Day 3: Siem Reap and the Temples of Angkor

We were up and ready, waiting for our ride shortly after 4:30am. Unfortunately we didn’t realise our driver was sleeping by the hotel counter and he slept though our quiet walking so we headed off a little later than planned. This worked out OK and after getting our day passes we were soon walking the concourse at the entrance to Angkor Wat (by full-moonlight, it being an hour or so before dawn).

Photographers and their flashing cameras at Angkor Wat.
Photographers and their flashing cameras at Angkor Wat

We wandered around looking for a place to photograph the sunrise but the dry time of year meant the pools out the front of the temple were either completely dry or reduced to muddy ringed shallow water. Sunrise was a non-event as well with there being no real colour, just a gradual lightning of the sky. We still managed to get some nice photos and then wandered the temple complex with the few other people who had had the same idea of an early start. It was majestic and peaceful and there were many stunning sights, the sun even popping out from the low cloud to highlight carved reliefs and the tall towers. We spent a good few hours walking, watching and looking – taking photos and trying not to notice the oppressive humidity. Eventually we headed back to the concourse and sat down to have some breakfast.

Early morning, Angkor Wat.
Early morning, Angkor Wat

Watching the sunrise.
Watching the sunrise

The eastern facing view.
The eastern facing view

The building at the eastern end of the island.
The building at the eastern end of the island

Having eaten we attempted to find our Tuk Tuk, a task that ended in failure. It was about an hour and a half before we were eventually picked up by Pete in the same bus we had recently seen ferrying our group to a neighbouring temple. We caught up with everyone else just as they were leaving the South gate of the Angkor Thom area and together we were all taken to the Bayon temple at the centre of Angkor Thom.

With what seemed like hundreds of other tourists we followed a well beaten path around the temple, punctuated by pieces of information given by our temple guide. It was an interesting temple with lots of giant carved faces, especially on the inner temple columns and towers. We also wandered along and saw a couple of other smaller temples and also walked past the Elephant Terrace, so named for the huge Elephant carvings running the length of the terrace. Having had a relaxing time at Angkor Wat it was a little jarring being hemmed in by crowds but we moved on to the next site, Ta Prohm, we seemed to leave most of the people behind.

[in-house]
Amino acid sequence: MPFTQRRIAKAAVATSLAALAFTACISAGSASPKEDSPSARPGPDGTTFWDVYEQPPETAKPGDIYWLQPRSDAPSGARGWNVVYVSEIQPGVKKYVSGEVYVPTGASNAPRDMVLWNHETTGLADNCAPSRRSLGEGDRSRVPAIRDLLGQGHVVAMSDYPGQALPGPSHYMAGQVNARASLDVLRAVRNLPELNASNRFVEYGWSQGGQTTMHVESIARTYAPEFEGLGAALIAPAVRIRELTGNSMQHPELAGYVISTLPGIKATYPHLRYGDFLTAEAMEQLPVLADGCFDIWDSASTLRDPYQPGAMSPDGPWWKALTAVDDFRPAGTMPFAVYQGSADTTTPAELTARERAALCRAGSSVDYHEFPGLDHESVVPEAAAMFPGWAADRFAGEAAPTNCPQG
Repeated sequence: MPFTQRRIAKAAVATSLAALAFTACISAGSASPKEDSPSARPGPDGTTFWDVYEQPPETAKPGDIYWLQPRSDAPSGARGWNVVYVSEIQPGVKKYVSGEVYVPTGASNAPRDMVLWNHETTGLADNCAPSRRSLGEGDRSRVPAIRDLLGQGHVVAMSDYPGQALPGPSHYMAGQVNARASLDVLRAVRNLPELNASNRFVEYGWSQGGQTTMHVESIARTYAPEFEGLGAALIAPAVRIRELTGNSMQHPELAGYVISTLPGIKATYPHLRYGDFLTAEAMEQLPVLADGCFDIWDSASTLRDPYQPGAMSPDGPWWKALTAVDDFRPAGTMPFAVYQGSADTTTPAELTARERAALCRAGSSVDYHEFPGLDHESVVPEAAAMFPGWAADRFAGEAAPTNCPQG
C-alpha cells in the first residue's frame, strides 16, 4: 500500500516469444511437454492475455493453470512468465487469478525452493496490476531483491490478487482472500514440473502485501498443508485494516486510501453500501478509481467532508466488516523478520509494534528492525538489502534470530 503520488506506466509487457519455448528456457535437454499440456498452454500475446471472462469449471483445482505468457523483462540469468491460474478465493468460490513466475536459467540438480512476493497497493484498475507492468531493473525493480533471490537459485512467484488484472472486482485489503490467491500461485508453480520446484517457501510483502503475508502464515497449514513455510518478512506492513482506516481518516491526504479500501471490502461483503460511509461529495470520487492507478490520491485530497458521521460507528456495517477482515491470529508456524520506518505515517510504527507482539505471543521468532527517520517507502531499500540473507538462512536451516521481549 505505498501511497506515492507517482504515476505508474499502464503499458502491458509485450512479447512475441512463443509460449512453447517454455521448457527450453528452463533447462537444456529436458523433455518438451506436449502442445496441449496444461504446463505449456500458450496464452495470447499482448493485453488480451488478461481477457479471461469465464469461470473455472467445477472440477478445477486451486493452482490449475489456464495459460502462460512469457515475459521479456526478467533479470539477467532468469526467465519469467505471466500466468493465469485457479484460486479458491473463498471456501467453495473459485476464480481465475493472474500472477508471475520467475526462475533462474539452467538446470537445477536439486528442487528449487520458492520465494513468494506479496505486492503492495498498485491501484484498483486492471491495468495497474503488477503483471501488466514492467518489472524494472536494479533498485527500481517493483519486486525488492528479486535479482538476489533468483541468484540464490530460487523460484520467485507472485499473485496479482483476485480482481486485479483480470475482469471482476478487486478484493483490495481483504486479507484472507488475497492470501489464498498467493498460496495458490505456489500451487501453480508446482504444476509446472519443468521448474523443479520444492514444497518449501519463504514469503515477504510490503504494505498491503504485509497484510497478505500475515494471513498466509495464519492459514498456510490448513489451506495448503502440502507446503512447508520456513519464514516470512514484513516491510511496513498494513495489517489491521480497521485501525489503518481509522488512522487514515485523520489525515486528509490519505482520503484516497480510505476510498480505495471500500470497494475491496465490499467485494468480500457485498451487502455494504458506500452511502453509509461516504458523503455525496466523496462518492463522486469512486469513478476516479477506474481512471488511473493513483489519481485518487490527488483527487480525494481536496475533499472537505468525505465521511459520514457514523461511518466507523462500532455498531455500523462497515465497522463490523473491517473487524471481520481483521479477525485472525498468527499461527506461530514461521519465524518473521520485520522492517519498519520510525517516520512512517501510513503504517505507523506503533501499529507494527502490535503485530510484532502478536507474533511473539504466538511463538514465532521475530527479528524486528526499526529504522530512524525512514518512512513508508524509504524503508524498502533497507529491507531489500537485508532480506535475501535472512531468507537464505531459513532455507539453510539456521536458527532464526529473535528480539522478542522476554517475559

A monk at the Bayon Temple.
A monk at the Bayon Temple

Climbing the steep stairs of a temple.
Climbing the steep stairs of a temple

Ta Prohm is one of the more well known temples, it has featured in a few movies, most notably the first Tomb Raider. The temple lay undisturbed for over 300 years and in this time fell to ruin and was partially taken over by the surrounding forest. The fallen walls were covered at times by the roots of large trees giving a number of impressive vistas, culminating in a building that was all but taken over by a large set of tree roots. This was our favourite temple; the atmosphere of dereliction was very engaging.

Carvings at Ta Prohm.
Carvings at Ta Prohm

Trees climbing the ruins at Ta Prohm.
Trees climbing the ruins at Ta Prohm

Moving on we drove back to the entrance to Angkor Wat and had lunch at one of the restaurants. After this Keryn and I were taken back to the hotel while the rest of the group looked around Angkor Wat. We had a quiet afternoon and in the evening we walked to the local markets and had a look around. The Old Market was shutting down for the evening so we wandered further to the Night Market. This market was very much set up for the tourist crowd and while everything seemed nice it lacked the bustling atmosphere of a market for the local people.

We ate dinner at the Red Piano restaurant on Pub Road. The road was pedestrianised and was lined with pubs and restaurants. As we were waiting for our meal to come there was a commotion on the street and a parade came past. There were lots of themed floats and groups of children chanting and singing as they held aloft such things as large glowing fish on sticks – giving the impression of a brightly coloured shoal going past. There was also a large mosquito puppet and also a large whale. It was all very entertaining and a nice diversion. Dinner was cheap and nice and once done we headed back to the Hotel for an early night, another early morning trip to the temples planned for the next day.

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